Newly appointed England soccer manager Roy Hodgson poses for a photograph in the tunnel at Wembley Stadium in London Tuesday May 1, 2012. Hodgson was appointed England manager on a four-year contract on Tuesday, ending months of speculation over who would lead the national team to next month's European Championship. . (Photo: AP)
Roy Hodgson insists he can win over the sceptics following his surprising appointment to the England manager's job ahead of Tottenham boss Harry Redknapp.
Hodgson was unveiled as England manager by the Football Association on Tuesday after emerging as the shock choice to succeed Fabio Capello following the Italian's resignation in February.
The 64-year-old's elevation to the poisoned chalice of English football came amid a lingering sense of incredulity that the FA had not sounded out Redknapp as a possible candidate for the role.
However Hodgson, whose long career includes stints as coach of Switzerland and Inter Milan, is confident that his experience of elite management will equip him for the task of convincing his detractors.
The most important audience will be England's senior squad, several of whom such as Wayne Rooney, Rio Ferdinand and Jack Wilshere had already issued public calls for Redknapp to be appointed back in February.
"Every coach has got to win over players," Hodgson acknowledged. "It won't be the first time I've stepped into a job where I'm meeting a group of players, many of whom I don't know, and my job is to win them over.
"I'd like to think that given my CV, given the work I've done over the years I've succeeded fairly well with that.
"Every coach's job when he enters a new job is to win the players over and make sure he gets the players united behind our cause. And our cause is a very big one -- we're England. It interests an awful lot of people."
Hodgson now faces a frantic few weeks as he sifts through his options ahead of naming a 23-man squad for the European Championship in Poland and Ukraine.
His first match in charge will be a friendly against Norway in Oslo on May 26, a first and only run-out before he names his squad on May 29.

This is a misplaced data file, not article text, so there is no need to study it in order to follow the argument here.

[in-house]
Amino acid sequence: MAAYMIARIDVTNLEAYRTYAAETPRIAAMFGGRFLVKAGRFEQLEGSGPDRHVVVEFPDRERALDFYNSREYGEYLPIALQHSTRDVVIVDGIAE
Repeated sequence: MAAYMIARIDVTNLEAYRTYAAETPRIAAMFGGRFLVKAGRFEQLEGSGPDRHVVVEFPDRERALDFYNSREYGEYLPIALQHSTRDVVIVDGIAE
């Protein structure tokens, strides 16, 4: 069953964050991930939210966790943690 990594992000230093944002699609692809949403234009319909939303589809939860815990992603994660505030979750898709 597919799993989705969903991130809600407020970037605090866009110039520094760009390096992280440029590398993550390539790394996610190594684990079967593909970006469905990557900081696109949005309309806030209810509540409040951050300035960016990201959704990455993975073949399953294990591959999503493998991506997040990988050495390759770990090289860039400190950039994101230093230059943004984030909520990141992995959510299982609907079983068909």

A further friendly against Belgium is set for June 2 before England depart for their Euro 2012 training base in Poland on June 6.
"It's going to be difficult of course but hopefully I've got a lot of time on my hands to think about it," Hodgson said.
"I've been working in the country for the last five years so all of the players are pretty well known to me even if I haven't worked with a lot of them.
"It's going to be very important to get straight down to the task of making certain that when the time comes to announce the squad that I've done as much research as I can and spoken to as many players as I can."
However Hodgson would not be drawn on some of the thorny issues that he will need to address early in his reign, most pointedly whether John Terry and Rio Ferdinand can co-exist in the same squad. Terry is currently facing trial for racially abusing Ferdinand's younger brother Anton, charges he strongly denies.
"I think the important thing at the moment is to speak to as many players as possible and of course John and Rio are going to be two that I need to speak to," Hodgson told reporters.
"I can't answer your question at this moment in time before I've had a chance to sit down with them or reach them on the telephone."
Hodgson meanwhile insisted he was capable of dealing with the raised expectations that accompany any England manager.
"I understand it. We all know that the England manager's job is the pinnacle of success for every English manager and we know that it brings a lot of scrutiny and a lot of criticism and I've got to be prepared for that," he said.
Hodgson was given a foretaste of the sort of increased scrutiny he will have to get used to when he was asked a question about his decision to play professional football in South Africa during the apartheid era.
"I've got to admit quite young at the time I went there purely for professional reasons: I was desperate to play professional football on a full-time basis," Hodgson said.
"I really didn't give the political system that much thought. It certainly didn't play a part in my position.
"So I think it's really slightly unfair in today's world where we are discussing racism, to go back 40 years and try to criticise a decision I made for purely football reasons."
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